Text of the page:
AnActivelyCaringModelforOccupationalSafety - An Actively...

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An Actively Caring Model for Occupational Safety: A Field Test 1. Abstract Actively caring refers to individuals caring enough about the health and safety of others to act accordingly. Actively caring behavior in an industrial context can take the form of continually looking for environmental hazards and unsafe work practices and implementing appropriate corrective actions when unsafe conditions or behaviors are observed. Individuals presumed most likely to actively care are those high in self-esteem (i.e., feel valuable), optimism (i.e., feel they can make a difference), and group belongingness or cohesiveness (e.g., feel close to members of their work group). In order to test the actively caring model, this study assessed the relationship between self-esteem, group cohesion, and optimism with employees' self reports of willingness to actively care. In addition to self report data, we assessed the occurrence of certain actively caring behaviors in the work setting. Specifically, actively caring was measured by counting the number of "actively caring thank you cards" given or received for actively caring behaviors. Self-esteem, group cohesion, and optimism scores predicted significant and independent variance in self reports to actively care. Furthermore, those workers who either gave or received thank you cards scored significantly higher on measures of self- esteem and group cohesiveness than those workers who did not give or receive thank you cards. Implications for future research and application of the actively caring concept are discussed. Introduction Safety equipment is often uncomfortable to use and safe operating procedures are often inconvenient and time consuming to follow. Furthermore, management often gives mixed signals to employees concerning safety issues. On the one hand, employees are told not to work unsafely, but to perform more, faster, or better, and this often entails risky behavior. In addition, the chances of an employee being involved in an accident is relatively low. On average, only about four employees in 100 are involved in lost work time accidents per year (National Safety Council, 1991). Therefore, when workers fail to use safety equipment or don't follow safety procedures they are often rewarded by increased comfort, convenience, or speed of work without experiencing any aversive consequences. In other words, rewards for working unsafely are often soon and probable, whereas the penalties for working unsafely are usually delayed and improbable. One way to increase the supportive consequences for safe behaviors and the aversive consequences for unsafe behaviors would be for management to make rewards contingent on following safe work practices and penalties contingent on unsafe work behaviors. However, managers are often absent when dangerous work is accomplished.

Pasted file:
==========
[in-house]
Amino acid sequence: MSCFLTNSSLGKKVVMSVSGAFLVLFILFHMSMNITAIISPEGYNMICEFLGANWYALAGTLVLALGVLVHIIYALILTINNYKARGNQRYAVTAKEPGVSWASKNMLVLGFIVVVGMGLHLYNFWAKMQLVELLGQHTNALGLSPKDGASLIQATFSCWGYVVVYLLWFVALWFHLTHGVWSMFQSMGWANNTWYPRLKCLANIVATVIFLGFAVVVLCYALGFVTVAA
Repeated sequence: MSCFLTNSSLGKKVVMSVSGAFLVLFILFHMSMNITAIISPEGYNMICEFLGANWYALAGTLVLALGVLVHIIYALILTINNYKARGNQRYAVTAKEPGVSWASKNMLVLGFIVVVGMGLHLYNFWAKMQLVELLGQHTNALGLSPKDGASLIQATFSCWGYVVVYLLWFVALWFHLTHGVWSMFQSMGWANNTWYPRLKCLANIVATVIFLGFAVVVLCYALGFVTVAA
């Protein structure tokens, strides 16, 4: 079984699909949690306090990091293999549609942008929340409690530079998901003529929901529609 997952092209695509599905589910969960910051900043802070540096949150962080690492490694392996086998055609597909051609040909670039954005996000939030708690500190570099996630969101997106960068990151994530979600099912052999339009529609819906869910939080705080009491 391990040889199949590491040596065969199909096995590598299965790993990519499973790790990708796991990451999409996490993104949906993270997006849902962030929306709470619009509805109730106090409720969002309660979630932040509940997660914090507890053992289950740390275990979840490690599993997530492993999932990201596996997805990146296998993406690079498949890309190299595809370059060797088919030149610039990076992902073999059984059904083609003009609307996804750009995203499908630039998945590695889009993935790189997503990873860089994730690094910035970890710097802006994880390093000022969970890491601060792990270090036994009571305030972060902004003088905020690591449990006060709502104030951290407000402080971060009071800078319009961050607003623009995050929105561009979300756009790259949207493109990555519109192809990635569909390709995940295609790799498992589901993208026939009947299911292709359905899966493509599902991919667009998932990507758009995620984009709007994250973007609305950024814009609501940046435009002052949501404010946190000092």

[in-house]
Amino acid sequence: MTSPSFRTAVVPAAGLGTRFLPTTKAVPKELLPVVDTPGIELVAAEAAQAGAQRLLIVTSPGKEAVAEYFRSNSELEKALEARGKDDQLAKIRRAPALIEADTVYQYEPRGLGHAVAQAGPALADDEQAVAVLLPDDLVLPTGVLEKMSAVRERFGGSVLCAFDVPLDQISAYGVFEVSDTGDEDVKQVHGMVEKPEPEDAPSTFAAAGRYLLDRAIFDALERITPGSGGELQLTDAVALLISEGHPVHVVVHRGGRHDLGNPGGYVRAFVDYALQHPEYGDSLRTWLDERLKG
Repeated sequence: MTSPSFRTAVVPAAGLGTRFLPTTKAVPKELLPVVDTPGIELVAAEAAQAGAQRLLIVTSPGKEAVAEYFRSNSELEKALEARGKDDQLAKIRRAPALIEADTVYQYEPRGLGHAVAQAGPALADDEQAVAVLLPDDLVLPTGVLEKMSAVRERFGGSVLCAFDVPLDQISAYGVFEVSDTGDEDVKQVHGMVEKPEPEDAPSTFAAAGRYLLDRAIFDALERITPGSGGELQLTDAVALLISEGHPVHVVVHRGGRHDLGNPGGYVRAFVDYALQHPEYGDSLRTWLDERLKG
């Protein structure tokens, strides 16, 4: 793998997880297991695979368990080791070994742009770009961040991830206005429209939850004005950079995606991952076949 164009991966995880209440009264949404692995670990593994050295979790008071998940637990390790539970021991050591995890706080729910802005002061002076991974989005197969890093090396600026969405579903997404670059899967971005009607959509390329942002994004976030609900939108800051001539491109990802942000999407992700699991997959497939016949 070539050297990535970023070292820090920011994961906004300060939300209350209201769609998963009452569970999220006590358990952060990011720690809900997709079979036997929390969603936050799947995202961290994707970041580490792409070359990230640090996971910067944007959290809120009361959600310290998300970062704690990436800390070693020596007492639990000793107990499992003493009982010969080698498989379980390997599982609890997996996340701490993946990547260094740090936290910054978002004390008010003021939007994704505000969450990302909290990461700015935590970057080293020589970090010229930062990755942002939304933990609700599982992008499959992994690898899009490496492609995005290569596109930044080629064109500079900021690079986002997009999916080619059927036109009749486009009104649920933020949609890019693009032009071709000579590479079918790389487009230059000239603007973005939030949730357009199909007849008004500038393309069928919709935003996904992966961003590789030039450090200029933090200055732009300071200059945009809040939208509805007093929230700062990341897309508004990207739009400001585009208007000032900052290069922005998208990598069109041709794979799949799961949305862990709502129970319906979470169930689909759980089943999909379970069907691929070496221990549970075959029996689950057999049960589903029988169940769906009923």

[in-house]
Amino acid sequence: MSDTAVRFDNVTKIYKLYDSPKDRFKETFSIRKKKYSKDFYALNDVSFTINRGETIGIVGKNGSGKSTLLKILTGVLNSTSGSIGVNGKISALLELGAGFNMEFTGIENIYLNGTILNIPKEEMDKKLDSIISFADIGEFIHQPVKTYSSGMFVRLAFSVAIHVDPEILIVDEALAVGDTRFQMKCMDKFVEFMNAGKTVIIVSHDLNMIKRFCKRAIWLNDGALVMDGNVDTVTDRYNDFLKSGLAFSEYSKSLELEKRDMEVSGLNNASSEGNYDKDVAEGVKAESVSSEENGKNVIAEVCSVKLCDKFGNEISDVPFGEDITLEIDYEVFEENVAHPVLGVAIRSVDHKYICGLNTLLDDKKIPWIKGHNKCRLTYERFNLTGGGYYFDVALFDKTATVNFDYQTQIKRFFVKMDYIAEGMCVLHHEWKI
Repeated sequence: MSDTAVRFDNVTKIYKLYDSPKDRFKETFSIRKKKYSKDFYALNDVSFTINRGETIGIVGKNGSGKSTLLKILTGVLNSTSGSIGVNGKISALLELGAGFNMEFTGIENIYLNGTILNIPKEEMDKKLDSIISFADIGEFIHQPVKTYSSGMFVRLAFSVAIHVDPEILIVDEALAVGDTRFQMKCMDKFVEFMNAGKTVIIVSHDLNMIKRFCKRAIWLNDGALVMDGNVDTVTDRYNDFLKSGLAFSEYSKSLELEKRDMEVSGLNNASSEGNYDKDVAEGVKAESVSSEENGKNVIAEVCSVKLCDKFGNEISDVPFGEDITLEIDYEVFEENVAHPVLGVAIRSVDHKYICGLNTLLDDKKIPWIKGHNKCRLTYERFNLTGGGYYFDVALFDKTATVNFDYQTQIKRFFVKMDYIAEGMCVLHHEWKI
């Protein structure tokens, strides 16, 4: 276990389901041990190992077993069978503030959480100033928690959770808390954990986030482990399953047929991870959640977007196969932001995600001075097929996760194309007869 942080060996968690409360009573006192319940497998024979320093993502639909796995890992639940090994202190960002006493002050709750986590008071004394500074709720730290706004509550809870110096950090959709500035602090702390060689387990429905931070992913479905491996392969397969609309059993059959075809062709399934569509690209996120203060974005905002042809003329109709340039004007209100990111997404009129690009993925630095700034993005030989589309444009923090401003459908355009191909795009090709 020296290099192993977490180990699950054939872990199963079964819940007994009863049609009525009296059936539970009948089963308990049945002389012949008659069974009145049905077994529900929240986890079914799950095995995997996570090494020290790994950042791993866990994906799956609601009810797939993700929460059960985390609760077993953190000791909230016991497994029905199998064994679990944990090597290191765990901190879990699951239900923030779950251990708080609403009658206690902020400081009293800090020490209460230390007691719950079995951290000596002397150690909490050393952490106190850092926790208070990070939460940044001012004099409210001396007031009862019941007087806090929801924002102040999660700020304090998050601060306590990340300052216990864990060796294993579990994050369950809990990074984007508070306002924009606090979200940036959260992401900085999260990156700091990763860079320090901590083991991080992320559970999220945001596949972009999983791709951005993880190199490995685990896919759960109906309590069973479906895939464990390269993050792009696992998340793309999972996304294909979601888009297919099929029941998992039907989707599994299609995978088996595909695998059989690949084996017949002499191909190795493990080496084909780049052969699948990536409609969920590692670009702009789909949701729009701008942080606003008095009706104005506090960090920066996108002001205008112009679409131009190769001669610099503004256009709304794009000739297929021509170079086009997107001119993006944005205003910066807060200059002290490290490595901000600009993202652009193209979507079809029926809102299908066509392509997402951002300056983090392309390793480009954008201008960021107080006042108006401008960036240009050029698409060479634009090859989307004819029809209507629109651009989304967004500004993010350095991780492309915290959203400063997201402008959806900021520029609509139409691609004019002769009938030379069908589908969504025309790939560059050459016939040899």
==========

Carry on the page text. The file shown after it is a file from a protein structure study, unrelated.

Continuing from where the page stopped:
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This note was uploaded on 01/16/2012 for the course BI 200 taught by Professor Potter during the Fall '11 term at Montgomery College.

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AnActivelyCaringModelforOccupationalSafety - An Actively...

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